All the Little Animals, Walker Hamilton
Introduction by Alan Warner
Freight Books, £7.99
This week Glasgow-based Freight Books published the slim novella All the Little Animals. But there will be no author readings or signings. That’s because Scottish author Walker Hamilton died in February 1969 of a heart attack. He was thirty-four.
His is a story of hardship. The son of a coal miner, Hamilton was born in Airdrie in 1934. He left school at fifteen and joined the National Service but was let go due to poor health. In 1960 he married Dorothy and they lived as crop-pickers in Cornwall, in a wooden farm cottage which can still be rented out today. Hamilton published All the Little Animals in 1967 and a second novel A Dragon’s Life was released posthumously in 1970.
Though All the Little Animals was made into a film in 1997 featuring John Hurt and Christian Bale, the author and his books have been woefully neglected. As Alan Warner states in his indignant introduction: “The novel remains unmentioned in all the current literary ‘histories’, demonstrating that familiar and destructive inaccuracy as canons are simply engineered from the canons which came before them, rather than from wider reading”.
It’s puzzling that this vibrant novella – full of Scottish literature’s archetypal themes such as urban violence, male camaraderie and the narrator’s quest for acceptance – has slipped through the net. The book opens with the wistful voice of Bobby Platt, a thirty-one year old man with learning difficulties due to a childhood car crash. He ran away from his privileged home in London to escape his stepfather, known as the Fat. Bobby hitches his way to Cornwall where he encounters Mr. Summers, a small man who restores dignity to roadkill. When a car crash occurs in both of their sights, Bobby watches in awe as Mr. Summers attends to the dead rabbit first. Summer explains: ‘Be quiet, boy. You only help good people. That man was a bad man. He killed this rabbit. ‘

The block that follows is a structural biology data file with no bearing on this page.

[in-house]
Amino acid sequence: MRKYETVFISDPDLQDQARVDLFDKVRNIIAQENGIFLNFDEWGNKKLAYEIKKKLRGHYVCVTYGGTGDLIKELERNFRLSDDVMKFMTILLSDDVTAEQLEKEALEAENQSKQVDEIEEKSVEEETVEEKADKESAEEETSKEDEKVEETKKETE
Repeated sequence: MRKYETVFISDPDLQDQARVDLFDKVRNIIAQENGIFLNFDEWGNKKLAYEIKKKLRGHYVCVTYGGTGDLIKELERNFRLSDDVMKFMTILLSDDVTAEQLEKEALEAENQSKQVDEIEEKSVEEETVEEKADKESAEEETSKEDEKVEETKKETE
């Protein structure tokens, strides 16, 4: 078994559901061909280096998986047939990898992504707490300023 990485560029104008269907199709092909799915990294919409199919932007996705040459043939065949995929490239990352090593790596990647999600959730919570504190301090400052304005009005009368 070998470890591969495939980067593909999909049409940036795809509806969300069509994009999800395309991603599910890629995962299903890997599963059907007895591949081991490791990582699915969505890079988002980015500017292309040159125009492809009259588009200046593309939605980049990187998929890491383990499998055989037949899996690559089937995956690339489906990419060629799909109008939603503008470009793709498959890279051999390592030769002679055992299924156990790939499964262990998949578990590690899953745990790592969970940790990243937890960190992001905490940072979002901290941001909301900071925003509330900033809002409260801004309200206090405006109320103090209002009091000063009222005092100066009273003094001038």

What follows is a common theme in many stories. Two vulnerable and mistreated souls band together for collective strength and identity. Bobby and Mr. Summers traverse the fields of Cornwall, drinking tea and burying whatever little animals they can find. Until one day Bobby’s safe future with Mr. Summers is threatened and the duo realise that they must conquer their pasts by destroying those who have hurt them.
The parallels of this novella to American literature are worth noting. First, the narrator’s moniker of Bobby, an iconic name in 60s and 70s America due, in part, to chess whiz Bobby Fischer and the politician Robert Kennedy. Second, the novel’s thematic connections to John Steinbeck’s Of Mice and Men, published almost thirty years earlier and titled after Robert Burns’ poem, soon become apparent. Bobby’s love of cuddly rabbits mirrors kind-hearted Lennie’s own obsession. These gentle men-children, both of whom struggle to control their strength, also rely on the wits of their companions, Mr. Summers and George Milton. Frequently repeated words and phrases such as ‘kid’ and ‘y’know’ and ‘you’ll never guess’ steer us closer to the Atlantic than Cornwall.
Freight should be commended for bringing this darkly enigmatic work back into contemporary view. Unlike the little animals, the novella has stayed buried for far too long.